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SIR AHMADU BELLO (1909 – 1966) | Biography, History, Facts, Politics and Death
Sir Ahmadu Bello was one of the greatest Nigerian nationalists and, perhaps the most forceful Nigerian politician of the 1950s and early 1960. A great grandson of Uthman dan Fodio, the Fulani religious leader who founded the Sokoto Caliphate, Ahmadu Bello was born on 12th June, 1909 at Rabbah, near Sokoto.
He had his elementary education in Sokoto and later attended the KatsinaHigher College where he was a college mate of Alhaji Sir Abubakar Tafawa Balewa, the first Prime Minister of Nigeria. He later attended a course in Local Government in England.
The career of Ahmadu Bello started at Sokoto Middle School where he taught for three years. He later became the district headof Rabbah. Like many of his contemporaries among the small elite of Northern Nigeria. Ahmadu Bello became involved early with politics, participating actively in the political events that led to Nigeria’s independence in 1960.
The first remarkable stage in Bello’s career was the formation of the Jamiyar Mutanen Arewa (JMA), a cultural association, by a group of educated northerners in Zaria in October 1948.
The Sardauna of Sokoto and his close friend and associate – Abubakar Tafawa Balewa were members of this cultural body by virtue of their membership of the Northern Teachers Association with which this body was affiliated.
The elections of 1951 under the new McPherson Constitution, however made it imperrative that those aspiring to enter the new Regional House of Assembly at Kaduna should campaign on the platform of a political party. The Sardauna and his colleagues took note of how the dominant political party in the Western Region, the Action Group, had metamorphosed out of a Yoruba cultural association called the ‘Egbe Omo Oduduwa‘ (i.e. ‘Association of the Descendants of Oduduwa‘), and followed the same process in the transformation of the J.M.A into the Northern People’s Congress (NPC) in 1951.
After the formation of the party, the Sardauna emerged, as its President and Abubakar Tafawa Balewa became the Vice-Preeident. The NPC won the elections of November 1951 to the Northern House of Assembly, and formed a government under the leadership of its president, the Sardauna of Sokoto.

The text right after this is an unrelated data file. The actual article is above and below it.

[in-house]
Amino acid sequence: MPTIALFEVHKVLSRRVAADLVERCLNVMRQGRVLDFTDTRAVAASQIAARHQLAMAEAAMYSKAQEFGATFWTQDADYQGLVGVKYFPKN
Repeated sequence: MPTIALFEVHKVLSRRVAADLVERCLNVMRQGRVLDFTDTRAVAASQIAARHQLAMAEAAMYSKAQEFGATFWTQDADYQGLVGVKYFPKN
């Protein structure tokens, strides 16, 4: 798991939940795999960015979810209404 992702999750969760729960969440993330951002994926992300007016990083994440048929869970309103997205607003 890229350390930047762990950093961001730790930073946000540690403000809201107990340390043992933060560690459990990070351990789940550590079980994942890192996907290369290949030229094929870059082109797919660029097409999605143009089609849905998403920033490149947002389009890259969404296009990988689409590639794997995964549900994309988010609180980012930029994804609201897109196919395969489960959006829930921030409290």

SirAhmadu Bello also held the important portfolio of Minister of Local Government. This was a testimony to the conservative inclinations of the Sardauna as it was this ministry that handled affairs of the native authorities usually headed by the Emirs. He also served as Minister of CommunityDevelopment and Minister of Works. In 1954, he was appointed Premier of Northern Nigeria and, at this time, his party controlled the vast Northern Region. This made him the most powerful political figure in Nigeria at the time.
Apart from being a devout Muslim, the Sardauna was also an accomplished politician. He established several schools and made education available to larger sections of the society. He established the Ahmadu Bello University Zaria and embarked on the industrialization of the region. These changes tended to conflict with his conservative orientation and aristocratic background.
The Sardauna (or war leader) was politically very ambitious and his objective was to turn his control of Northern Nigeria into political control of the whole Nigerian nation. The desire of the Sardauna to dominate the political landscape pitched him against leading southern politician like Chief Obafemi Awolowo.
To him charity begins at home and that was why he said “I would rather be called the Sultan of Sokoto than the President of Nigeria”. Although his party won the 1959federal elections, Sir AhmaduBello declined to be Prime Minister, but rather sent his deputy and protege, AlhajiTafawa Balewa, to be the Prime Minister of Nigeria in Lagos. But he continued to have considerable influence over Balewa. The Sardauna was also said to have the ambition to succeed his relative, Sultan Abubakar.
Although very charming and unassuming, SirAhmadu Bello was feared and loved by many and respected by all. His strong attachment to the North and his undisguised attempt to use that region as a launchpad for controlling the whole of Nigeria made him unpopular in the southern parts of the country. He also had many opponents in Kano and the Middle Belt especially among the Tiv society, although these were, on occasions, repressed harshly.